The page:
Application Note: Sputter Reduction of Iron Oxide
X-ray photoelectron spectroscopy (XPS ; also known as ESCA – electron spectroscopy for chemical analysis) is a surface analysis technique that can be used to distinguish the oxidation state of transition metals(1). Figure 1 shows examples of iron XPS spectra from reference compounds. The spectra exhibit a variety of features that allow the iron metal, iron (II) and iron (III) species to be distinguished. Figure 2 shows an example linear peak fit of a mixed iron oxidation state sample. The measured spectrum is well fit by a linear combination of the reference spectra from Figure 1, and indicates that the analyzed area contains 28±2% Fe(0), 41±5% Fe(II), and 32±6% Fe(III).
The study of transition metal oxidation states on solids surfaces provides information on many important industrial processes, including corrosion, catalysis and lubrication. However, in many cases, the outermost surface of a sample may be altered or contaminated, and needs to be cleaned to expose pristine material for analysis. Cleaning in situ in a vacuum chamber can be performed by using an ion beam to etch material from the surface of a solid sample. This process is known as ion beam sputtering. Using an ion beam to sequentially etch material from a surface during analysis can also produce a depth profile, which shows the distribution of elements from the surface into the bulk of a sample. Depth profiling is used extensively for analysis of layered samples. However, using an ion beam for cleaning or profiling can change the composition of a material through effects such as preferential sputtering and sputter reduction (2,3). In a material with multiple elements, elements may sputter at different rates, and hence change the stoichiometry of the analyzed surface. In the case of transition metal oxides, oxygen atoms typically sputter at a higher rate than the metal atoms, leading to reduction of the metal’s oxidation state. As outlined in Reference 3, higher valent oxides tend to reduce to common suboxides, although a mixture of oxidation states is typically found even after very long sputtering times. Some of the oxide may even be fully reduced to elemental metal. These chemical changes severely limit the use of ion sputtering in the study of oxide films on metal surfaces.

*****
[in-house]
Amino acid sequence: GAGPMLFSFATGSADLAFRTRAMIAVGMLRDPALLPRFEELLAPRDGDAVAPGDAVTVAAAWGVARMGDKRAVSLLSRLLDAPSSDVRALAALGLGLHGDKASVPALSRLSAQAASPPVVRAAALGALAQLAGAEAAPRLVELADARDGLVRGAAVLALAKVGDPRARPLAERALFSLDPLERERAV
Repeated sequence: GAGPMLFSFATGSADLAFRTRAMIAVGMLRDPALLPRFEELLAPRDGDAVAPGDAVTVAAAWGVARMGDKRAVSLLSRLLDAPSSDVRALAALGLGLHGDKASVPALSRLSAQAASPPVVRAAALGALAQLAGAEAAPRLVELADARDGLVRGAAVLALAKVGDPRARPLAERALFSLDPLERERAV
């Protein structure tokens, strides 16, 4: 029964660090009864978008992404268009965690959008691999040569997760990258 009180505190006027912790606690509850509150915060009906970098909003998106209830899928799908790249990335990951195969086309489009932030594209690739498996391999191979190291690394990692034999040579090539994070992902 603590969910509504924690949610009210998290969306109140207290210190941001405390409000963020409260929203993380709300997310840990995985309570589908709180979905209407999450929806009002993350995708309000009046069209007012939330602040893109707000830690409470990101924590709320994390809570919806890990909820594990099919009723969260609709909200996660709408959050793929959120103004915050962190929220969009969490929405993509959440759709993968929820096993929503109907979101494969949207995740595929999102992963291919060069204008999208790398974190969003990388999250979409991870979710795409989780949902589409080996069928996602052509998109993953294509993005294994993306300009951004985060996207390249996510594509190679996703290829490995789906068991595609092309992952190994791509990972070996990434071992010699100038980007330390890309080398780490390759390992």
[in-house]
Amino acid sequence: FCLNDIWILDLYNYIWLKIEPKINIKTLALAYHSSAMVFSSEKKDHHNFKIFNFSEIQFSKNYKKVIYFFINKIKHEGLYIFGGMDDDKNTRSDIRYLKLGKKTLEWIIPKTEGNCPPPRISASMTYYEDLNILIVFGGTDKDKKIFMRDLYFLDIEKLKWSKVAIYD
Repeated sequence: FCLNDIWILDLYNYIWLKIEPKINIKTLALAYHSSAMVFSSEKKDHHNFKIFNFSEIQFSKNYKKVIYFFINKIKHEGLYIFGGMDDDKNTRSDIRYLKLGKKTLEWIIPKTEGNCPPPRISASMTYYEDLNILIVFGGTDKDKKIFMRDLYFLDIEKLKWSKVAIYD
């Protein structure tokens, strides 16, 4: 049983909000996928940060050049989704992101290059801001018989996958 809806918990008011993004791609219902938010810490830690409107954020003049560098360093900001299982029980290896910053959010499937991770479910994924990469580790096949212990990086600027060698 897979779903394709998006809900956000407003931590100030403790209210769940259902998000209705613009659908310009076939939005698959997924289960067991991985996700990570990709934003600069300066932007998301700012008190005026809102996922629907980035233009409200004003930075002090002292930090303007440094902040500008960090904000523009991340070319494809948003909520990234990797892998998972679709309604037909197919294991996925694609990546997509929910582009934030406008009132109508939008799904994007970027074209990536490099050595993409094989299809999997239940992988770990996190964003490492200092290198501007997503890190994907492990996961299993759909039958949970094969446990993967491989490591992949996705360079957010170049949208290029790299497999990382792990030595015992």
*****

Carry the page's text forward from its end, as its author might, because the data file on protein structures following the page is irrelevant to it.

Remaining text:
Figure 3 shows a sample of hematite (Fe2O3) powder that was analyzed to show the effects of ion sputtering on iron oxidation states. The red hematite powder was pressed into indium foil, and then analyzed in a Physical Electronics Quantum 2000 XPS system. The dark square is the analysis area, where the sample was analyzed after sequentially sputtering with a 1.0 kV argon ion beam. A plot of iron oxidation states as a function of ion sputtering time if shown in Figure 4. The analysis was repeated several times, and the solid line was fitted to the average of the multiple analyses. Figure 4 shows that most of the iron (III) surface atoms in hematite are rapidly reduced to iron (II), and some atoms are completely reduced to metallic iron. These effects are responsible for the color change in the analysis area seen in Figure 3. The immediate and extensive reduction shown by this example illustrates that ion beam sputtering cannot be used in the analysis of the valence of iron oxide samples.
1. Rhodes, K. Application Note: Analysis of Iron Oxidation States by XPS. Modern Microscopy online journal, December 1, 2005. (Date accessed: December 1, 2005).
2. Hoffman, S., in Practical Surface Analysis, Second Edition, Volume 1-Auger and X-ray Photoelectron Spectroscopy, Wiley, Chichester, UK (1990).
3. Barr, T.L., Modern ESCA, CRC Press, Boca Raton, FL., 1994.